Albert v. Pubic Employees of Security and Intelligence Services of France and Europe

Filing 7

TRANSFER ORDER: The Clerk of Court is directed to transfer this action to the United States District Court for the District of Columbia. Whether Plaintiff should be permitted to proceed further without prepayment of fees is a determination to be made by the transferee court. A summons shall not issue from this Court. This order closes this case in this court. The Court certifies, under 28 U.S.C. § 1915(a)(3), that any appeal from this order would not be taken in good faith, and theref ore in forma pauperis status is denied for the purpose of an appeal. See Coppedge v. United States, 369 U.S. 438, 444-45 (1962). SO ORDERED (Signed by Judge Laura Taylor Swain on 5/7/2024) (ks) Transmission to Office of the Clerk of Court for processing.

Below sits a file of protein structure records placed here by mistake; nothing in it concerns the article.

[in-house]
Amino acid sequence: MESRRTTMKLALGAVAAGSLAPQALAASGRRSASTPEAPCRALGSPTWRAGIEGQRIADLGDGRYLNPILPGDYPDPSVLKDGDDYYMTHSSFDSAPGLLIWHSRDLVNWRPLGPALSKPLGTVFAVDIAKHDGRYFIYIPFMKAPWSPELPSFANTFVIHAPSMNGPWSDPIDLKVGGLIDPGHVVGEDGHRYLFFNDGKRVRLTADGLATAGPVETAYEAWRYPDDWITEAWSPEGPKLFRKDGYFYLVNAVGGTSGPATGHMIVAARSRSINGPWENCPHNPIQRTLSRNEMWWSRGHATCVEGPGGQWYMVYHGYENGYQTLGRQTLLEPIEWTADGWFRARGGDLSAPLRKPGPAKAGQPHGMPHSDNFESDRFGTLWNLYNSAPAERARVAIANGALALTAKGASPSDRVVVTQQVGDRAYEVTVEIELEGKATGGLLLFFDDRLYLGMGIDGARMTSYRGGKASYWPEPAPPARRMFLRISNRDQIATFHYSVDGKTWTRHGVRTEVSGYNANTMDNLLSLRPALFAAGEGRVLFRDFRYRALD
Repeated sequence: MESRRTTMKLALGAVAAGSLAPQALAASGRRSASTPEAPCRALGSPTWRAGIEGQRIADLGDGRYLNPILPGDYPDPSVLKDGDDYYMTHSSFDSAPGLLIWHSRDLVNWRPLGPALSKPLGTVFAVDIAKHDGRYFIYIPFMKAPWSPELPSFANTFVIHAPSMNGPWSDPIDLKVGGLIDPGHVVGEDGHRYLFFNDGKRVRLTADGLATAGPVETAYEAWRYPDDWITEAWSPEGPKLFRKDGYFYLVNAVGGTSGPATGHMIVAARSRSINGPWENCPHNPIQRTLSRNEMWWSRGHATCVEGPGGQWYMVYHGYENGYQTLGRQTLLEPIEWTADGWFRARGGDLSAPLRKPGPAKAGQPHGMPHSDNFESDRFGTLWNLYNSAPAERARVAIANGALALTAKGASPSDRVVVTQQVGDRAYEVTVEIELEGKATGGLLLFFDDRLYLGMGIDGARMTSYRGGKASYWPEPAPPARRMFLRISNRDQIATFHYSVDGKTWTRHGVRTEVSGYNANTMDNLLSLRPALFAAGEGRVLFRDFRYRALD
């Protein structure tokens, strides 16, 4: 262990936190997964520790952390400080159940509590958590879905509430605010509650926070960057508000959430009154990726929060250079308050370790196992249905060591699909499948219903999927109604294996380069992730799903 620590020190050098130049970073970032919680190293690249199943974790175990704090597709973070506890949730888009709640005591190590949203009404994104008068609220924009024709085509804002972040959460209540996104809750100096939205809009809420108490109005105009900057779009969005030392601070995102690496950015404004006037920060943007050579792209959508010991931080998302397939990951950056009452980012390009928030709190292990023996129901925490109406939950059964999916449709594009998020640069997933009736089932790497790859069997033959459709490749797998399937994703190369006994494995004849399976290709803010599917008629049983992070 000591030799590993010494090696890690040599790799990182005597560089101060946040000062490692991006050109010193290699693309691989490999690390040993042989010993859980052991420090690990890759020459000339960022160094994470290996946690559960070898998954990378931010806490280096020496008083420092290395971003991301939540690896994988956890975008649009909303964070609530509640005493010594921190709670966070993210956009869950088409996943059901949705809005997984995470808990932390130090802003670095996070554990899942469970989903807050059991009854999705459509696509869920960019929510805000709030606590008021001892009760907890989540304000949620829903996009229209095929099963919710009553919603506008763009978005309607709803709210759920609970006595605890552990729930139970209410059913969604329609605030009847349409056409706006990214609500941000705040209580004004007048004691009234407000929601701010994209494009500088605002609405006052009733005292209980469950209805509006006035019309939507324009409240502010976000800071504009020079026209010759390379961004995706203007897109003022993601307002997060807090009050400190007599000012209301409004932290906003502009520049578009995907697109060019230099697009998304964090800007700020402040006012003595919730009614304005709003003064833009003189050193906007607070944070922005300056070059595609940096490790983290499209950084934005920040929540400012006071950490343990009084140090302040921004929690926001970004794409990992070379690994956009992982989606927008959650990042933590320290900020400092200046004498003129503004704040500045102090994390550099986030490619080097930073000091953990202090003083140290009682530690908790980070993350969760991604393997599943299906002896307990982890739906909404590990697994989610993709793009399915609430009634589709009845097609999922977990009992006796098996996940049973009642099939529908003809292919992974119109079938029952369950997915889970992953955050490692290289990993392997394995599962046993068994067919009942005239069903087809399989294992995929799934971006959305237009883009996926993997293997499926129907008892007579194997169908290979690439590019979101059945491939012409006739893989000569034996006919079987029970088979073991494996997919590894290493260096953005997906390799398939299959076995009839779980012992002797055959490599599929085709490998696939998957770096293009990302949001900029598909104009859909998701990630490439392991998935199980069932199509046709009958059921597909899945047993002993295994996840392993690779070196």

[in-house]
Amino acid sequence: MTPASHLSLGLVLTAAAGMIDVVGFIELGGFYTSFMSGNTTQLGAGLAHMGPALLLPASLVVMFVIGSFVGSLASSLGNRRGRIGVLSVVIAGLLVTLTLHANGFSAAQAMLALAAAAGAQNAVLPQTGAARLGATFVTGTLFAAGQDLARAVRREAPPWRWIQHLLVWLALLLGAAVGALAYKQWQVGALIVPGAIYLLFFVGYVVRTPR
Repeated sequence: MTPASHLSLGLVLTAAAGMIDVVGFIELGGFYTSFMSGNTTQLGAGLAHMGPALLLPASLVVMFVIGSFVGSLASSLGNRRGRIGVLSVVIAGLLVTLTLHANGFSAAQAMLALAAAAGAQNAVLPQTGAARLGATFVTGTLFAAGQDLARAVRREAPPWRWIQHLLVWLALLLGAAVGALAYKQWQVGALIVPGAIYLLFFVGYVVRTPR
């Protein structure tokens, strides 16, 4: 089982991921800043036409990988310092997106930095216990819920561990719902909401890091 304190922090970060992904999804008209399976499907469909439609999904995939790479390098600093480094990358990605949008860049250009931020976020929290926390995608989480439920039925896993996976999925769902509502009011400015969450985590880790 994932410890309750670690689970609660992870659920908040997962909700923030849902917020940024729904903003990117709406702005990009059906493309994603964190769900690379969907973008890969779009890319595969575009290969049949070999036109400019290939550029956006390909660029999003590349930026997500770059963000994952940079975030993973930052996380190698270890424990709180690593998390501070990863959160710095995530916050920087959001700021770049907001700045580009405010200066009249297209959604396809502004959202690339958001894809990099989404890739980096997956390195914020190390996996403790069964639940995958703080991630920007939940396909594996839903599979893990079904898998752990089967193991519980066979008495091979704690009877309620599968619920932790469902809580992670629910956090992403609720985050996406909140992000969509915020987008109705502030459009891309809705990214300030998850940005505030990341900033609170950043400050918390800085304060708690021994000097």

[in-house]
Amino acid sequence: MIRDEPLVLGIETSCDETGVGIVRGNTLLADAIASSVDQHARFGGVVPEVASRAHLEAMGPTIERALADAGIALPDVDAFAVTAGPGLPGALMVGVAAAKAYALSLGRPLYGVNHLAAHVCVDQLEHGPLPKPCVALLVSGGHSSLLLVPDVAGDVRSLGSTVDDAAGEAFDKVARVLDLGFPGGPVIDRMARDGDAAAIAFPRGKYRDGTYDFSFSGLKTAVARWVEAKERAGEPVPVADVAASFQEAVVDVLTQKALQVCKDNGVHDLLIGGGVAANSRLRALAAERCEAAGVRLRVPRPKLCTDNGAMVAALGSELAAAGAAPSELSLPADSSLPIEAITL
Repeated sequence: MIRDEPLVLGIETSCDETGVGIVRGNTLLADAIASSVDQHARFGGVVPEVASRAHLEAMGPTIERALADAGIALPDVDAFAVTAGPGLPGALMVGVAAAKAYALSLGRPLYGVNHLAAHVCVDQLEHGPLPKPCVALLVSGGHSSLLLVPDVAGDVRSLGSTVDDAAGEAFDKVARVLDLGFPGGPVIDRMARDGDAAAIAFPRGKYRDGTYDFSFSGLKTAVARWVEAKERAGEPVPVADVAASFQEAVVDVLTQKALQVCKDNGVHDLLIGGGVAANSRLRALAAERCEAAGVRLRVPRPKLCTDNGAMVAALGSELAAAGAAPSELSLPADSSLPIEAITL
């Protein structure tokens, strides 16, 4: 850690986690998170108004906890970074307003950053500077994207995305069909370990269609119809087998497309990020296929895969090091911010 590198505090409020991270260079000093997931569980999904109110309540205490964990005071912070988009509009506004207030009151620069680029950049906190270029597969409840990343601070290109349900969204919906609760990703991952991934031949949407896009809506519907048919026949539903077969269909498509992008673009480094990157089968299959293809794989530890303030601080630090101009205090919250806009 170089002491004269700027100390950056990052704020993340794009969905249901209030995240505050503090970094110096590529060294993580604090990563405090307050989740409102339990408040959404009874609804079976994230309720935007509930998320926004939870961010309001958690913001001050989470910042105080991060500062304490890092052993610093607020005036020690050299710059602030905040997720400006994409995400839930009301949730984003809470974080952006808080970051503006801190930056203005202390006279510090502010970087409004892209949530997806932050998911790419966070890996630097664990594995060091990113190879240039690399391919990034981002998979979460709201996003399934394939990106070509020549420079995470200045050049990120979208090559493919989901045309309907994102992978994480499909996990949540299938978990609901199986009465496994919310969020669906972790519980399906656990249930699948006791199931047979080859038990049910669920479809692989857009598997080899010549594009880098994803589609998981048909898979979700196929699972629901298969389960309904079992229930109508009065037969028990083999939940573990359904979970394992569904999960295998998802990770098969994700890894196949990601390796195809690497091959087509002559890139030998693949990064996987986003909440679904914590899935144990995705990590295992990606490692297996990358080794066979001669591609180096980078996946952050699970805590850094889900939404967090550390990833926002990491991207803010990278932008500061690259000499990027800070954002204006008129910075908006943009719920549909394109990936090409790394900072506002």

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UNITED STATES DISTRICT COURT SOUTHERN DISTRICT OF NEW YORK LOUIS-ALEXANDRE NOEL ALBERT DALBIS, Plaintiff, -against- 24-CV-2527 (LTS) PUBLIC EMPLOYEES OF SECURITY AND INTELLIGENCE SERVICES OF FRANCE AND EUROPE; NATIONAL GENDARMERIE; LAURANT MAUVECECILE, TRANSFER ORDER Defendants. LAURA TAYLOR SWAIN, Chief United States District Judge: Plaintiff, who is currently a resident of Brooklyn, Kings County, New York, 1 brings this pro se action under the Torture Victim Protection Act (“TVPA”), alleging that Defendants violated his rights in France and, possibly, at an unspecified location in the United States. The Court also understands the complaint to be asserting claims under the Alien Tort Statute. Named as Defendants are “Public Employees of Security and Intelligence Services of France and Europe,” the National Gendarmerie of France, and Laurant Mauve-Cecile. Plaintiff alleges that all Defendants resides in France. For the following reasons, this action is transferred to the United States District Court for the District of Columbia. DISCUSSION The Court construes the complaint as asserting claims under the TVPA and Alien Tort Statute. Under the Alien Tort Statute, “[t]he district courts shall have original jurisdiction of any civil action by an alien for a tort only, committed in violation of the law of nations or a treaty of 1 Brooklyn is in the Eastern District of New York. See 28 U.S.C. § 112(c). the United States.” 28 U.S.C. § 1350. Congress created an express cause of action for Alien Tort Statute violations by passing the TVPA, Jesner v. Arab Bank, PLC, 584 U.S. 241, 265-66 (2018), that is, it “creat[ed] an express cause of action for victims of torture and extrajudicial killing in violation of international law,” id. at 242. The torture or extrajudicial killing must be committed “under actual or apparent authority, or color of law, of any foreign nation.” 28 U.S.C. § 1350 note § (2)(a). The Alien Tort Statute, also known as the Alien Tort Claims Act, and the TVPA do not contain their own venue provisions. See Shaoulian-Tehrani v. Khatami, No. 06-CV-6868 (DC), 2008 WL 1790386, at *4 (S.D.N.Y. Apr. 21, 2008). Under the general venue statute, 28 U.S.C. § 1391, a civil action against a foreign state may be brought: (1) in any judicial district in which a substantial part of the events or omissions giving rise to the claim occurred, or a substantial part of property that is the subject of the action is situated; . . . (3) in any judicial district in which the agency or instrumentality is licensed to do business or is doing business, if the action is brought against an agency or instrumentality of a foreign state as defined in [28 U.S.C. § 1603(b)]; or (4) in the United States District Court for the District of Columbia if the action is brought against a foreign state or political subdivision thereof. 28 U.S.C. § 1391(f). Otherwise, under § 1391, a civil action may be brought in: (1) a judicial district in which any defendant resides, if all defendants are residents of the State in which the district is located; (2) a judicial district in which a substantial part of the events or omissions giving rise to the claim occurred, or a substantial part of property that is the subject of the action is situated; or (3) if there is no district in which an action may otherwise be brought as provided in this section, any judicial district in which any defendant is subject to the court’s personal jurisdiction with respect to such action. § 1391(b). For venue purposes, a “natural person” resides in the district where the person is domiciled, and an “entity with the capacity to sue and be sued” resides in any judicial district where it is subject to personal jurisdiction with respect to the civil action in question. § 1391(c)(1), (2). But “a defendant not resident in the United States may be sued in any judicial 2 district, and the joinder of such a defendant shall be disregarded in determining where the action may be brought with respect to other defendants.” Section 1391(c)(3). Plaintiff sues (1) “Public Employees of Security and Intelligence Services of France and Europe”; (2) France’s National Gendarmerie, which the Court understands to be a French military force with law enforcement duties; and (3) Laurant Mauve-Cecile, an individual. Plaintiff alleges that all Defendants reside in France. While Plaintiff’s complaint is difficult to understand, he clearly alleges that a substantial amount of the events giving rise to his claims occurred in France. Although some events may have occurred after Plaintiff relocated to the United States, Plaintiff does not reside in this District, and he alleges no facts suggesting that any of the events giving rise to his claims occurred in this District. 2 Because Plaintiff’s claims against the French National Gendarmerie arise from events that allegedly occurred in France, the only proper venue for those claims is the United States District Court for the District of Columbia. 3 See 28 U.S.C. § 1391(f)(4). Plaintiff’s claims against persons residing in France can be brought in any federal district court. See § 1391(c)(3). Thus, the United States District Court for the District of Columbia is the only venue in which Plaintiff’s Alien Tort Statute/TVPA claims – his claims against the National Gendarmerie and individuals residing in France – can be considered. 2 This judicial district, the Southern District of New York, is comprised of the following New York State counties: (1) New York (New York City Borough of Manhattan); (2) Bronx (New York City Borough of the Bronx); (3) Westchester; (4) Dutchess; (5) Rockland; (6) Orange; (7) Putnam; and (8) Sullivan. 28 U.S.C. § 112(b). 3 This Court declines to address whether Plaintiff’s Alien Tort Statute/TVPA claims against the National Gendarmerie must be dismissed under the Foreign Sovereign Immunities Act (“FSIA”). 3 Under 28 U.S.C. § 1404(a), even if a case is filed in a jurisdiction where venue is proper, a court may transfer the case to any other district where it might have been brought “[f]or the convenience of parties and witnesses, in the interest of justice.” 28 U.S.C. § 1404(a). In determining whether transfer is appropriate, courts consider the following factors: (1) the convenience of witnesses; (2) the convenience of the parties; (3) the locus of operative facts; (4) the availability of process to compel the attendance of unwilling witnesses; (5) the location of relevant documents and the relative ease of access to sources of proof; (6) the relative means of the parties; (7) the forum’s familiarity with the governing law; (8) the weight accorded to the plaintiff’s choice of forum; (9) trial efficiency; and (10) the interest of justice, based on the totality of circumstances. Keitt v. N.Y. City, 882 F. Supp. 2d 412, 458-59 (S.D.N.Y. 2011); see also N.Y. Marine and Gen. Ins. Co. v. LaFarge No. Am., Inc., 599 F.3d 102, 112 (2d Cir. 2010) (setting forth similar factors). Under Section 1404(a), transfer of this action appears to be appropriate. Plaintiff’s claims appear to arise from acts carried out by the French National Gendarmerie, and acts carried out by individuals, including French government officials, in France and, possibly, in unspecified locations in the United States. Because the United States District Court for the District of Columbia is the only venue in which Plaintiff can assert his Alien Tort Statute/TVPA claims against the National Gendarmerie and the individual defendants, the Court transfers this action to that court. See § 1404(a); D.H. Blair & Co. v. Gottdiener, 462 F.3d 95, 106 (2d Cir. 2006) (“District courts have broad discretion in making determinations of convenience under Section 1404(a) and notions of convenience and fairness are considered on a case-by-case basis.”). 4 CONCLUSION The Clerk of Court is directed to transfer this action to the United States District Court for the District of Columbia. Whether Plaintiff should be permitted to proceed further without prepayment of fees is a determination to be made by the transferee court. A summons shall not issue from this Court. This order closes this case in this court. The Court certifies, under 28 U.S.C. § 1915(a)(3), that any appeal from this order would not be taken in good faith, and therefore in forma pauperis status is denied for the purpose of an appeal. See Coppedge v. United States, 369 U.S. 438, 444-45 (1962). SO ORDERED. Dated: May 7, 2024 New York, New York /s/ Laura Taylor Swain LAURA TAYLOR SWAIN Chief United States District Judge 5